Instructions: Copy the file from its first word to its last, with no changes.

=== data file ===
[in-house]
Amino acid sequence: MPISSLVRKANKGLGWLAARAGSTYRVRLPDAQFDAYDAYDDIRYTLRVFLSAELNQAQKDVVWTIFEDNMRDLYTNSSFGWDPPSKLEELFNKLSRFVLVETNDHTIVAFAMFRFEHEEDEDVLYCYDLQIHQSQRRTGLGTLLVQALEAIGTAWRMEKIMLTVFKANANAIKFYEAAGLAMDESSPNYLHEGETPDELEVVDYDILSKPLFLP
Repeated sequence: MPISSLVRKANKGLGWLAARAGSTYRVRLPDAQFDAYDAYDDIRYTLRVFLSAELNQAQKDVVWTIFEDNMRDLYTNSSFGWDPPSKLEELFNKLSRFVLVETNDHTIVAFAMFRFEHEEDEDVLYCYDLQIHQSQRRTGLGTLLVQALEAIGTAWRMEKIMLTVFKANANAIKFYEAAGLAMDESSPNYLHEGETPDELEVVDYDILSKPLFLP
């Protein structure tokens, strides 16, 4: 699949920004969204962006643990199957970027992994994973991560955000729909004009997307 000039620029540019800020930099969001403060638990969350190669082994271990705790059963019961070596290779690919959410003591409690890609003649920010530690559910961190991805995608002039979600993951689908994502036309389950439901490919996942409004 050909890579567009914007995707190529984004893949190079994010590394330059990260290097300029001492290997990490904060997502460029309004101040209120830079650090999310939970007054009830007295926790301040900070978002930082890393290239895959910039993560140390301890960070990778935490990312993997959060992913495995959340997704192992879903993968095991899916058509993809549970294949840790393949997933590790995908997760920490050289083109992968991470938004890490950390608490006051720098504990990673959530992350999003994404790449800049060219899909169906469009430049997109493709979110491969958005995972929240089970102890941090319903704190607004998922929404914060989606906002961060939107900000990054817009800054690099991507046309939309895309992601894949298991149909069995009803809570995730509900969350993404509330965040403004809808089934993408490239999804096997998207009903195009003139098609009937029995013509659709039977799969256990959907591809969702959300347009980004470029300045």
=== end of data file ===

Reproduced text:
[in-house]
Amino acid sequence: MPISSLVRKANKGLGWLAARAGSTYRVRLPDAQFDAYDAYDDIRYTLRVFLSAELNQAQKDVVWTIFEDNMRDLYTNSSFGWDPPSKLEELFNKLSRFVLVETNDHTIVAFAMFRFEHEEDEDVLYCYDLQIHQSQRRTGLGTLLVQALEAIGTAWRMEKIMLTVFKANANAIKFYEAAGLAMDESSPNYLHEGETPDELEVVDYDILSKPLFLP
Repeated sequence: MPISSLVRKANKGLGWLAARAGSTYRVRLPDAQFDAYDAYDDIRYTLRVFLSAELNQAQKDVVWTIFEDNMRDLYTNSSFGWDPPSKLEELFNKLSRFVLVETNDHTIVAFAMFRFEHEEDEDVLYCYDLQIHQSQRRTGLGTLLVQALEAIGTAWRMEKIMLTVFKANANAIKFYEAAGLAMDESSPNYLHEGETPDELEVVDYDILSKPLFLP
């Protein structure tokens, strides 16, 4: 699949920004969204962006643990199957970027992994994973991560955000729909004009997307 000039620029540019800020930099969001403060638990969350190669082994271990705790059963019961070596290779690919959410003591409690890609003649920010530690559910961190991805995608002039979600993951689908994502036309389950439901490919996942409004 050909890579567009914007995707190529984004893949190079994010590394330059990260290097300029001492290997990490904060997502460029309004101040209120830079650090999310939970007054009830007295926790301040900070978002930082890393290239895959910039993560140390301890960070990778935490990312993997959060992913495995959340997704192992879903993968095991899916058509993809549970294949840790393949997933590790995908997760920490050289083109992968991470938004890490950390608490006051720098504990990673959530992350999003994404790449800049060219899909169906469009430049997109493709979110491969958005995972929240089970102890941090319903704190607004998922929404914060989606906002961060939107900000990054817009800054690099991507046309939309895309992601894949298991149909069995009803809570995730509900969350993404509330965040403004809808089934993408490239999804096997998207009903195009003139098609009937029995013509659709039977799969256990959907591809969702959300347009980004470029300045």